LOUISVILLE, Ky. (WDRB) – Mental health counselors at every school, expanded summer programs and a residency program to boost the number of minority teachers in classrooms are among priorities for Jefferson County Public Schools as the school board looks ahead to the 2019-20 budget.

JCPS Superintendent Marty Pollio and other officials presented their top budget items, as well as a review of $33.3 million worth of programs, during a Jefferson County Board of Education work session Tuesday.

Budget priorities fall into a number of key areas for JCPS, such as promoting the district’s racial equity policy and closing the achievement gap between white students and minorities, improving culture and climate at schools, improving the Backpack of Success Skills initiative, and modernizing facilities.

Tuesday’s work session did not include specific dollar amounts to cover the new initiatives, but officials said additional funds will come in part through repurposing existing budget items.

That’s part of the push to evaluate JCPS programs each year in the budget process. The school board reviewed $33.3 million in spending as part of the work session. Last year, an examination of $33 million in district spending yielded an extra $676,285 for new programs.

Pollio said after the work session that funding new initiatives in the upcoming budget will “require some tough decisions” based on results.

“We are really attempting to do things completely different, from the summer learning initiative where we’re trying to get 5,000 students into extended summer learning to completely changing our facilities to supports for students at every school and several others,” Pollio said after the work session.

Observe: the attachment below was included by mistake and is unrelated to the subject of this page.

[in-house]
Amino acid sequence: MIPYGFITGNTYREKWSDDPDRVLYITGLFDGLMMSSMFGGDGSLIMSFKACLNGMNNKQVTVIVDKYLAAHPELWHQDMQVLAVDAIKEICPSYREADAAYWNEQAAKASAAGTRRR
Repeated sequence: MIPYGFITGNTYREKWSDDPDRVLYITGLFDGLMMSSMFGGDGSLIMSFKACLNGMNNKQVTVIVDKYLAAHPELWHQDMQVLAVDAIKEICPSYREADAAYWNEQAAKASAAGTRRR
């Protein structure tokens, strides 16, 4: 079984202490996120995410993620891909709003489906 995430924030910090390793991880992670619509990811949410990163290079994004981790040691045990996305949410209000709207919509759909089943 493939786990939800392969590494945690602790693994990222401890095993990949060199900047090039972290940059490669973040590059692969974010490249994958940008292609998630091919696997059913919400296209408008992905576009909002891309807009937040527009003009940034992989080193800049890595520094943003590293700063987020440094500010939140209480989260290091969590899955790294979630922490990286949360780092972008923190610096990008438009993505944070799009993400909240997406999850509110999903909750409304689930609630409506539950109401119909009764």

“We’re in a lot of preliminary discussions for me to identify a number, but these initiatives obviously cost a great deal,” he said. “But if we’re going to get different outcomes for our students, we’ve got to do things differently.”

One area under review, the $2.5 million spent on 34 behavioral coaches, was found to have had “no consistent impact” on student behavior, according to Tuesday’s presentation.

In fact, Pollio said disciplinary referrals increased at some schools where behavioral coaches work.

“We didn’t get the outcomes that the district wanted, but I believe that was more of a structure and systemic problem from central office, not clearly defining their roles and saying, ‘This is what we expect  to see in every school,’” Pollio said.

It’s unclear exactly what will happen with the behavioral coaches in the upcoming budget. Pollio said after the work session that no final decisions have been made during preliminary talks on the spending plan.

Still, some board members said they were pleased to see the district try new initiatives even if they ultimately fall short of their goals.

“Part of innovating is learning from failure, and that’s important,” board member Chris Brady said. “That might be more important than learning from success.”

Board member Chris Kolb said while he was happy to see the district exploring ways to potentially salvage initiatives, he was glad JCPS administrators are “willing to make the tough decisions.”

“Otherwise you end up with a whole bunch of programs that you don’t know if a lot of them work or not, so I feel very positive about this work,” Kolb said.

Reach reporter Kevin Wheatley at 502-585-0838 and kwheatley@wdrb.com. Follow him on Twitter @KevinWheatleyKY.

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